The ad, which will play during the second quarter of the Super Bowl February 3, will sell the viewer on the appeal of “flavor stacking,” or combining Pringles flavors in interesting and tasty stacks. The teasers depict an “emotional smart device” (in the words of a Pringles press release) that laments not being able to taste Pringles. In one teaser, the device sighs, “I cannot taste Pringles. I can only order them.” 

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The ad will also supported by “a fully integrated marketing campaign including PR, digital, social media, e-commerce and product sampling.”

Whether a depressed voice assistant will inspire Super Bowl watchers to start stacking Buffalo Ranch, Wavy Applewood Smoked Cheddar, or Screamin’ Dill Pickle Pringles remains to be seen. But the fact that a well-known consumer packaged goods company would shell out $5 million (the approximate cost of a 30-second spot for Super Bowl LIII) for an ad that makes a joke involving a voice assistant shows just how rapidly the voice-first economy is evolving. 

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Last year’s Super Bowl featured an ad using Amazon’s Alexa voice assistant, but the point of the ad was to playfully sell Alexa itself. Pringles is banking on the likelihood that people are so familiar with voice assistants that an ad can incorporate the voice metaphor to sell its own product. Here’s what the number say: According to Accenture, half of online consumers globally use digital voice assistants, up from 42 percent one year ago. Accenture also notes that smart speakers are among the fastest-adopted technologies in U.S. history. In the United States, most consumers are aware of Alexa even if they’ve not used it.

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The risk, though, is that the joke becomes dated as technology evolves. But if the ad helps Pringles move product in the near term, perhaps it won’t matter. 

Now let’s see if an Alexa knock-off can get us to start stacking chips. 

Keep Your Paws off Lady Gaga

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Never underestimate Lady Gaga.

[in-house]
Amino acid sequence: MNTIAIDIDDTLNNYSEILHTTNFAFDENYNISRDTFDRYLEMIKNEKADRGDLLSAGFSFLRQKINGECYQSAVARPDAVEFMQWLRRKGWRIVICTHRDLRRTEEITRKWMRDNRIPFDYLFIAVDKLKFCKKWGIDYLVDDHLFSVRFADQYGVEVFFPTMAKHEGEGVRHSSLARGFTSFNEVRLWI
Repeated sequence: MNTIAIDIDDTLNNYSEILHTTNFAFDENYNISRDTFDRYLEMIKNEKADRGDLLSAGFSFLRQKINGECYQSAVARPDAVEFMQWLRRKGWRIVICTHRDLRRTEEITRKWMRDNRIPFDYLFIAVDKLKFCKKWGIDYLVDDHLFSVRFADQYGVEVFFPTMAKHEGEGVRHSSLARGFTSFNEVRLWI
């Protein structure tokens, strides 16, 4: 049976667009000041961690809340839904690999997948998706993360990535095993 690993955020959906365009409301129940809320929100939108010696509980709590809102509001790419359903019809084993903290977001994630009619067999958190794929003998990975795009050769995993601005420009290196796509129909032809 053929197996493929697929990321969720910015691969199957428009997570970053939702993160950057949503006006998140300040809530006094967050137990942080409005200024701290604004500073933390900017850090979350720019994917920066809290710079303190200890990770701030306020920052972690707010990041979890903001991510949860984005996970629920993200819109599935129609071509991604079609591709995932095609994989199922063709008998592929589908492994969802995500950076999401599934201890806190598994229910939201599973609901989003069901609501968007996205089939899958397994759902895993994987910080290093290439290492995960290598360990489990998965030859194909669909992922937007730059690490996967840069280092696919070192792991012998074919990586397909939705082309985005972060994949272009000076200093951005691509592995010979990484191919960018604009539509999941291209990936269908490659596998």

The viral effect of digital has made it possible for artists to experience meteoric rises, falls, and rebounds within a matter of a few short years. If you didn’t know any better, you would think that Lady Gaga demonstrates this reality. She exploded in popularity in 2009, but by early 2013, the critics were asking, “What Happened to Lady Gaga?” because her album ARTPOP didn’t match her previous efforts in terms of sales and critical reception.

The criticisms continued. For example, in 2014, Kat George wrote of “The Slow and Bitter End of Lady Gaga’s Career” in Noisey, and in 2015, Lauren Duca of The Huffington Post asked, “Lady Gaga was the biggest pop star in the world. What happened?” as her music seemingly lost its luster for no other reason than the critics said so.

Then, just as suddenly as they were vilifying her, the critics began singing a different tune throughout 2015. After a stunning performance at the 2015 Academy Awards, and after winning a Grammy for Cheek to Cheek, her collaboration with Tony Bennett, the critics spoke of a “Lady Gaga comeback.”

But Lady Gaga never went away. From 2013-15 — supposedly years of living in the wilderness — she was ranked consistently among Forbes‘s highest-earning musicians. For the past three years, she has earned $172 million according to Forbes, with most of her money coming from touring as well as commercial ventures such as her Fame fragrance. That’s what happened to Lady Gaga.